Today (March 8th, 2011) marks the 80th anniversary of the death of Clara Kathleen Rogers (1844-1931). It is only fitting, then, to remember her death by celebrating her life.
Born in England to a musical family, Rogers and her family soon moved to Leipzig where she was prevented from taking courses at the conservatory (as they did not allow women), but was able to begin her formal music education with private lessons. After graduating from her studies, Rogers chose to pursue a career as an opera singer using the name Clara Doria. She first came to the United States as part of an opera company, but stayed after she married Henry Munroe Rogers. She was fortunate again to reside in Boston, which was home to not only an incredibly active and well respected music community, but also one that supported (if begrudgingly) the efforts of women as composers and performers. Roger’s friends included Amy Beach and Margaret Ruthven Lang, as well as George Chadwick and Henry Wadsworth Longellow.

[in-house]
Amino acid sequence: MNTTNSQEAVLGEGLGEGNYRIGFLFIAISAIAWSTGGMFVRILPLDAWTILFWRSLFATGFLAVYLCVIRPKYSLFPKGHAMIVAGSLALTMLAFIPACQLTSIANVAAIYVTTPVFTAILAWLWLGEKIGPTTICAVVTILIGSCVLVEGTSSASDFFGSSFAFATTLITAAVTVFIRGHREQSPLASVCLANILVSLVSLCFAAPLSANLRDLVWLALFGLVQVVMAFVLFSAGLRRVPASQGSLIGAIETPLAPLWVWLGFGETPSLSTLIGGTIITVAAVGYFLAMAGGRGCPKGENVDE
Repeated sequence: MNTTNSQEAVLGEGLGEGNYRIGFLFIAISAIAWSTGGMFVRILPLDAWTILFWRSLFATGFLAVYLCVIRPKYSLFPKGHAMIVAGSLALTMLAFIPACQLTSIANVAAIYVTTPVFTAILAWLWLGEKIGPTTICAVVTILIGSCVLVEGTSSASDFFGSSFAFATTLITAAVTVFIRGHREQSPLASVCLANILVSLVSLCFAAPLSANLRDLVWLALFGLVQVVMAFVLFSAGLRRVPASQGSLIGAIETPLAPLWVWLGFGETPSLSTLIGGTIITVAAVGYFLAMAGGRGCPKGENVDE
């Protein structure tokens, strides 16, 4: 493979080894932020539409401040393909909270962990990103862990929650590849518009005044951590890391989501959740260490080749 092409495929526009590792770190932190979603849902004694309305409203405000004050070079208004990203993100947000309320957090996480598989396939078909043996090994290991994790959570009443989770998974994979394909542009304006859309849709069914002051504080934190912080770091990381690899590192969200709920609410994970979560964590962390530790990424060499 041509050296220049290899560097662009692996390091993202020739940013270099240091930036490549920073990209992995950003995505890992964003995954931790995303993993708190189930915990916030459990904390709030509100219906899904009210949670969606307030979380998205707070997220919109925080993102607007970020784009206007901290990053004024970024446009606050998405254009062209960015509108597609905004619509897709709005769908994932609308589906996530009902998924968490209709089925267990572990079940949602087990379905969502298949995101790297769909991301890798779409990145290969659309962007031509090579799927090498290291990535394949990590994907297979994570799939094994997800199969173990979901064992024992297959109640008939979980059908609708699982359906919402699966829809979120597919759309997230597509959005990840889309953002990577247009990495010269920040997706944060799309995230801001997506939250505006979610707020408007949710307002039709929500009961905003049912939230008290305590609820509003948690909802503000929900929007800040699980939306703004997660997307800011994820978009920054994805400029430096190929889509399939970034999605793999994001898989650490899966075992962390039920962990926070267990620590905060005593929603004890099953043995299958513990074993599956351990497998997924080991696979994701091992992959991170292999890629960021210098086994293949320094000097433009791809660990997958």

She didn’t begin to composer until later in life, but wrote and published many songs through the A.P. Schmidt Company (the papers of which, including autograph scores, can be found at the Library of Congress). Rogers also accepted a faculty position at the New England Conservatory in 1902.
Beyond her compositions (which are for voice or chamber ensembles), Rogers wrote numerous books on voice pedagogy as well as her memoirs from her days as a touring musician. Since her books are out of copyright, they have been digitized and are available online!
Her papers are held at Harvard.